Photographer: Daniel Acker/Bloomberg

Trump Warns Democrats Again: No Mexican Border Wall, No DACA

Updated on
  • Democrats have decried using wall as Republican policy lever
  • Email asks about limiting immigration when jobless rate high

President Donald Trump said Congress should enact a measure to provide legal status to young, undocumented immigrants, provided other proposals, including funding for a wall on the U.S. border with Mexico, are also adopted -- a compromise Democratic lawmakers have already rejected.

“We want the wall,” Trump said at a press conference Saturday at Camp David in Maryland. “The wall is going to happen, or we’re not going to have DACA,” he said, referring to the Deferred Action for Childhood Arrivals program, which Democrats are fighting to restore.

Prototype U.S.-Mexico border walls stand in San Diego.

Photographer: Daniel Acker/Bloomberg

Mexican President Enrique Peña Nieto has been emphatic in refusing to fund the border wall, and his government has said that point is not negotiable. Trump had previously suggested that the U.S. can recoup wall expenses from Mexico via alternative methods.

The latest comments on the wall came on a day when the “Trump Make America Great Again Committee,” which raises money for Trump’s campaign and the Republican National Committee, emailed supporters asking for their “immigration demands.”

Shutdown Showdown

Trump ran through other immigration policies he wants to be part of any package that includes DACA, which was authorized by President Barack Obama in 2012 through an executive order overturned in September. He reiterated his push to eliminate family reunification or “chain migration” provisions in current law that give preferences to family members of legal immigrants, as well as the immigrant visa lottery system.

“We all want DACA to happen, but we also want great security for our country,” Trump said. He added that, “in some form, Mexico will pay for the wall.”

Democrats have already dismissed a Trump administration proposal for $18 billion in funding over 10 years for the U.S. border security including the construction of 722 miles (1,160 kilometers) of new and replacement barriers on the Mexican border. The standoff could lead to a federal government shutdown.

Republicans and Democrats in the Senate are struggling to agree on a bipartisan measure that would combine a border security package with deportation protections for 800,000 young undocumented immigrants. Democrats say the protections must be part of a must-pass spending bill that must clear by Jan. 19 to avoid a government shutdown.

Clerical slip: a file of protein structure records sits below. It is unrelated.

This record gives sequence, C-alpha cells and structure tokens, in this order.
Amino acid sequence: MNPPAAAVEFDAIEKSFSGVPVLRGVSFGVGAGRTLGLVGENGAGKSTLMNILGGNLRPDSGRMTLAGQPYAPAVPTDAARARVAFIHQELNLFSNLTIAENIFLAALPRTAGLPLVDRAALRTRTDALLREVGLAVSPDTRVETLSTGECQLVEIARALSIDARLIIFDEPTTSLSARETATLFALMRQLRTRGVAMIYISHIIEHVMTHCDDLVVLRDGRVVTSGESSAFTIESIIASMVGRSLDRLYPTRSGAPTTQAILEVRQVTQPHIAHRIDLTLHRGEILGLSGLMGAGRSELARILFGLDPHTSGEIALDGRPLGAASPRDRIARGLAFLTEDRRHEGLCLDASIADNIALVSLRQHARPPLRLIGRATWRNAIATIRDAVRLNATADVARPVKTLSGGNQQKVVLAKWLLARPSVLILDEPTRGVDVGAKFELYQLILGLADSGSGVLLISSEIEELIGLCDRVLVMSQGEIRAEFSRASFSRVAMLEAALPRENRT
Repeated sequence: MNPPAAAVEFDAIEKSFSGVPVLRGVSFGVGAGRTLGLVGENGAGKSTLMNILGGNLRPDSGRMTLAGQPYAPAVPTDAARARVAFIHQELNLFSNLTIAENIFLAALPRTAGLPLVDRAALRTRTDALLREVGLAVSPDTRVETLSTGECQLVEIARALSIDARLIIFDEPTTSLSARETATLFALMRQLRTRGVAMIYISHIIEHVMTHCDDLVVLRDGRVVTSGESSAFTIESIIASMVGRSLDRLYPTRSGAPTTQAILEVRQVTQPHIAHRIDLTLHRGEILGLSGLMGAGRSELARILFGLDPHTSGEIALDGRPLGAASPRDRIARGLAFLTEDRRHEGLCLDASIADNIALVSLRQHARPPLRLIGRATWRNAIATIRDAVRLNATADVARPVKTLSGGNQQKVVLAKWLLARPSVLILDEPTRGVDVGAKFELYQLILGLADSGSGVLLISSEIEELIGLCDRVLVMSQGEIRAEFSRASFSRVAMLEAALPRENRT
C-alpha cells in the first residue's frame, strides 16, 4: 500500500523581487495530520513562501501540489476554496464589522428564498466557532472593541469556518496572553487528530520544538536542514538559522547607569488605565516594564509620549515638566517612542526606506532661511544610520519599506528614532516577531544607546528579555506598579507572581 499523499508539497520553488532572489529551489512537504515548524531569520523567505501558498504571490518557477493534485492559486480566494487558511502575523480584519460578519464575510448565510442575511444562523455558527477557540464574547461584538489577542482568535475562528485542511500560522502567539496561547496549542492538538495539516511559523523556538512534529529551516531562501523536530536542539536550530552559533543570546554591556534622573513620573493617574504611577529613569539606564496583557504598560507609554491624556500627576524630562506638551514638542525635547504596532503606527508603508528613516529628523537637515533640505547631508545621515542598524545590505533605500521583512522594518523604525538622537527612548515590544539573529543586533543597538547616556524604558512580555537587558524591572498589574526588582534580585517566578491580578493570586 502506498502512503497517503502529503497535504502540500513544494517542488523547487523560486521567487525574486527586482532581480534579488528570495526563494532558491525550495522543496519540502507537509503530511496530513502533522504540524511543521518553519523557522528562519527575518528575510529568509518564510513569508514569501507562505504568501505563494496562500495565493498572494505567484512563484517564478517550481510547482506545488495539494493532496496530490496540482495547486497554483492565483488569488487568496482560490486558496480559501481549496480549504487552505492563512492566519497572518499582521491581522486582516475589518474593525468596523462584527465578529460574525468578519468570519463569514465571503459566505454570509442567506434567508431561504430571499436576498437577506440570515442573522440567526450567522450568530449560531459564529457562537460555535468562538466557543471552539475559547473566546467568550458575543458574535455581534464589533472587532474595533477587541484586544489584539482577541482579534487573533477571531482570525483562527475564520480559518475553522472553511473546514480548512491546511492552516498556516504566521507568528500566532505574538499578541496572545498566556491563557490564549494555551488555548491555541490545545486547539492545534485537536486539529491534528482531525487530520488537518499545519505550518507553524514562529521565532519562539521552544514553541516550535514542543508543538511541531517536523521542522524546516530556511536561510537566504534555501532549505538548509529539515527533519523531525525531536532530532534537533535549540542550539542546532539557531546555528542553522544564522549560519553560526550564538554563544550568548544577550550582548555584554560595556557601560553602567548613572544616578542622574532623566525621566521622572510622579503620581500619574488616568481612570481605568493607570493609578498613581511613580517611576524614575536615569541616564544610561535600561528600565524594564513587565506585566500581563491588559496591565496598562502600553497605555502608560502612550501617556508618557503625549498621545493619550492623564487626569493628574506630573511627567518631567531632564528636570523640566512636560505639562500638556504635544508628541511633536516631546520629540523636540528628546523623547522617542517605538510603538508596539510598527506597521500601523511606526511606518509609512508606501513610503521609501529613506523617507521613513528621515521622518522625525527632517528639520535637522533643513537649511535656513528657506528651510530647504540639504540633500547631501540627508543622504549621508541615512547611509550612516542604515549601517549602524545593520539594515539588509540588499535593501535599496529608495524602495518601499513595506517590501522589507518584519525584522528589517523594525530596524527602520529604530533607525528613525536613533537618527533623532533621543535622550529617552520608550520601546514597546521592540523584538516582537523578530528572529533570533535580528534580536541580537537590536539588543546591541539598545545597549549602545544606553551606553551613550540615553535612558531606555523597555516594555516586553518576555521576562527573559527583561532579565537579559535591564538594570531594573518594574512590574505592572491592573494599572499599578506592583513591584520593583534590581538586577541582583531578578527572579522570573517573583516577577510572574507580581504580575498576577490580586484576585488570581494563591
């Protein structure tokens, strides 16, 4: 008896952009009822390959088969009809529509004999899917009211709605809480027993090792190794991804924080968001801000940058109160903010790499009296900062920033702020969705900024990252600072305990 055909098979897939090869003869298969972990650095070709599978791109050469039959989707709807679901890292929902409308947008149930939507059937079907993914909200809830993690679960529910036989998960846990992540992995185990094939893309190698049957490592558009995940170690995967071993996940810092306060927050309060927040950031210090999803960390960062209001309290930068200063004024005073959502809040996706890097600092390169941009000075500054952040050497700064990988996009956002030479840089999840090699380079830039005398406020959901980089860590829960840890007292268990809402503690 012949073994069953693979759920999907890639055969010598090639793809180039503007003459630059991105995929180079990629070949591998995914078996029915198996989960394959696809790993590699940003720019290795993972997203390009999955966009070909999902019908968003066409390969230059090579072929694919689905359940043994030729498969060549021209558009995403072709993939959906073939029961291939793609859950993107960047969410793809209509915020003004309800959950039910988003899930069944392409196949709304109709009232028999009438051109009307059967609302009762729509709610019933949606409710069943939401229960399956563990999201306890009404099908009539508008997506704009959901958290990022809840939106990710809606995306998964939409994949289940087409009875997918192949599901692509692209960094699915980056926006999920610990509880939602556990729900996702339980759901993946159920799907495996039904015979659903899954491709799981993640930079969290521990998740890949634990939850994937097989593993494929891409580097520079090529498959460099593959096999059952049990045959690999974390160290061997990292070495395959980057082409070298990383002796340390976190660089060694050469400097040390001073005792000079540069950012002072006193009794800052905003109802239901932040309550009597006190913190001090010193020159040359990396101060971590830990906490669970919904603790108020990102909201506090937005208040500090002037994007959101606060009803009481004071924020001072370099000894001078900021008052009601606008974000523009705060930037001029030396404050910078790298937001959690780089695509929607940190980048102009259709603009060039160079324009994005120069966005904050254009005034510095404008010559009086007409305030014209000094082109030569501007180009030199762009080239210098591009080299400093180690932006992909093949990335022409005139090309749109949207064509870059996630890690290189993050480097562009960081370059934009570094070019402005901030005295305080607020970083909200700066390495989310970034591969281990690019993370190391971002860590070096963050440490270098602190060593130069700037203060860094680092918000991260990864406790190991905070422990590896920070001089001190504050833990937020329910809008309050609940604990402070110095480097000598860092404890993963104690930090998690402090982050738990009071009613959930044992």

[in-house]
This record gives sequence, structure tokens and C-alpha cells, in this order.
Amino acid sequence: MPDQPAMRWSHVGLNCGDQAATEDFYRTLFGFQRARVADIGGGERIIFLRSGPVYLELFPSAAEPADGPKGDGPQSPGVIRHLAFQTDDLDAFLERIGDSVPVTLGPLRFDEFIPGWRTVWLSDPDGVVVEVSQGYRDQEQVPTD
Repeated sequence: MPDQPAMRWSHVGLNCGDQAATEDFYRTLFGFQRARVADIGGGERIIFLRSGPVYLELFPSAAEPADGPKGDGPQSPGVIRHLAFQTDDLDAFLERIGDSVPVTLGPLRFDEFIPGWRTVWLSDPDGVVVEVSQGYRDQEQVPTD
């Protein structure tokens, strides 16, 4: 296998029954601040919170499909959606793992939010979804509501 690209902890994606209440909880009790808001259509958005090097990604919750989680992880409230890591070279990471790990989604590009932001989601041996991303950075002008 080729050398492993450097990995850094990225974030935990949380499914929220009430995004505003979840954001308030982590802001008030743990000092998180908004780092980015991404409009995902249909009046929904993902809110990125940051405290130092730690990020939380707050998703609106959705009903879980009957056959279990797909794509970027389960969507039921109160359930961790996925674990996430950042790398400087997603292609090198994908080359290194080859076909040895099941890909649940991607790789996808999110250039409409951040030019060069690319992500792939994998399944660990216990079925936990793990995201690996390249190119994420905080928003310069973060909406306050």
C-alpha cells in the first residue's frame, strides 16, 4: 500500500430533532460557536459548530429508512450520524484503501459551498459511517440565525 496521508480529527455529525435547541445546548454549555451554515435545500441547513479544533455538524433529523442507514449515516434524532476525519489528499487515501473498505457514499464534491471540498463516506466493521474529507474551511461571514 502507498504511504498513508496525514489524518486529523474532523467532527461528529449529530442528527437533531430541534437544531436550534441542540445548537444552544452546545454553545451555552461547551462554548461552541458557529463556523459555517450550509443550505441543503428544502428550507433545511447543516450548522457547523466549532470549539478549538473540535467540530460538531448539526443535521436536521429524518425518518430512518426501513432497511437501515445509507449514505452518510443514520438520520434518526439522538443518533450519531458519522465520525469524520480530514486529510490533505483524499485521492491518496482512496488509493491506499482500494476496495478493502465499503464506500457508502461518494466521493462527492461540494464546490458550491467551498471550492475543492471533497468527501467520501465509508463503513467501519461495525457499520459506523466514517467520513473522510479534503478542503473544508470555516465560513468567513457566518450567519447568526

‘Outrageous’ Approach

Richard Durbin of Illinois, the No. 2 Democrat in the Senate, said on Friday that the administration’s hard-line approach was “outrageous.”

“President Trump has said he may need a good government shutdown to get his wall,” Durbin said in a statement. “With this demand, he seems to be heading in that direction.”

How Trump’s Move Puts Immigrants Dreams at Risk: QuickTake Q&A

Senator Bernie Sanders, Independent of Vermont, warned on Saturday against shutting down the government over paying for “a multi-billion dollar wall that no one wants.”

“What the American people do want, in overwhelming numbers, is to provide legal protection to 800,000 Dreamers and a path toward citizenship for them,” said Sanders, a candidate for the Democratic presidential nomination in 2016.

Donors Polled

Trump, though, looked ready to rev up his base with an email from his joint fundraising committee carrying the subject line “RESPONSIBLE immigration reform,” inviting recipients to take a poll on immigration matters.

The survey asked respondents to rate their level of support for policies including prioritizing new immigrants who already speak English, limiting immigration at times of high U.S. unemployment, and ruling out the potential for citizenship to be granted to “illegal immigrants.”

Those responding to the survey were also asked to “take the next step by making a contribution” of at least $35. The Trump Make America Great Again Committee focuses on small-dollar donors.

— With assistance by Carolina Millan

(Updates with Democratic comments, survey from ninth paragraph.)
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